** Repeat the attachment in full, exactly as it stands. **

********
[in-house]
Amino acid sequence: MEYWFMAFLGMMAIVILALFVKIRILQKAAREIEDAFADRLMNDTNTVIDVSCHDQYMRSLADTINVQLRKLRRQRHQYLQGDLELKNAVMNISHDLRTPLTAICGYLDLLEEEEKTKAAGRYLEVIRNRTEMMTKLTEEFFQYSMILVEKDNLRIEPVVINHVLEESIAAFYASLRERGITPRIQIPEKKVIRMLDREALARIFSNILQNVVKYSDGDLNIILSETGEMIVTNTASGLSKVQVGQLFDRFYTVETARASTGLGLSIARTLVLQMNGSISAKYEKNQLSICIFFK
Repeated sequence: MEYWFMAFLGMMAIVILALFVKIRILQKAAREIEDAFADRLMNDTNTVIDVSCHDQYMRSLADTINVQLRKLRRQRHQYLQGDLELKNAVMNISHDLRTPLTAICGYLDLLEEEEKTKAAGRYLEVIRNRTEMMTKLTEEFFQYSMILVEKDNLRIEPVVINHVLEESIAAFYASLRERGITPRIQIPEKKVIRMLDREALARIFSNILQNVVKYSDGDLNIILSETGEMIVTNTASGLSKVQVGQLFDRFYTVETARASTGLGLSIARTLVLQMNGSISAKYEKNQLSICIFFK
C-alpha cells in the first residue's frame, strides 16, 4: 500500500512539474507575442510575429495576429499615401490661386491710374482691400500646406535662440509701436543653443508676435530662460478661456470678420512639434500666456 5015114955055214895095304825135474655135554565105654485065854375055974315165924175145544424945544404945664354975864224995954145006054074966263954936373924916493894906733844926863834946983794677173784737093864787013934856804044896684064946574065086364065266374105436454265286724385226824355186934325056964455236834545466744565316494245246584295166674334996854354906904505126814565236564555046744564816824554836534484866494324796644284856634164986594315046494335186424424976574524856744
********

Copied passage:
[in-house]
Amino acid sequence: MEYWFMAFLGMMAIVILALFVKIRILQKAAREIEDAFADRLMNDTNTVIDVSCHDQYMRSLADTINVQLRKLRRQRHQYLQGDLELKNAVMNISHDLRTPLTAICGYLDLLEEEEKTKAAGRYLEVIRNRTEMMTKLTEEFFQYSMILVEKDNLRIEPVVINHVLEESIAAFYASLRERGITPRIQIPEKKVIRMLDREALARIFSNILQNVVKYSDGDLNIILSETGEMIVTNTASGLSKVQVGQLFDRFYTVETARASTGLGLSIARTLVLQMNGSISAKYEKNQLSICIFFK
Repeated sequence: MEYWFMAFLGMMAIVILALFVKIRILQKAAREIEDAFADRLMNDTNTVIDVSCHDQYMRSLADTINVQLRKLRRQRHQYLQGDLELKNAVMNISHDLRTPLTAICGYLDLLEEEEKTKAAGRYLEVIRNRTEMMTKLTEEFFQYSMILVEKDNLRIEPVVINHVLEESIAAFYASLRERGITPRIQIPEKKVIRMLDREALARIFSNILQNVVKYSDGDLNIILSETGEMIVTNTASGLSKVQVGQLFDRFYTVETARASTGLGLSIARTLVLQMNGSISAKYEKNQLSICIFFK
C-alpha cells in the first residue's frame, strides 16, 4: 500500500512539474507575442510575429495576429499615401490661386491710374482691400500646406535662440509701436543653443508676435530662460478661456470678420512639434500666456 5015114955055214895095304825135474655135554565105654485065854375055974315165924175145544424945544404945664354975864224995954145006054074966263954936373924916493894906733844926863834946983794677173784737093864787013934856804044896684064946574065086364065266374105436454265286724385226824355186934325056964455236834545466744565316494245246584295166674334996854354906904505126814565236564555046744564816824554836534484866494324796644284856634164986594315046494335186424424976574524856744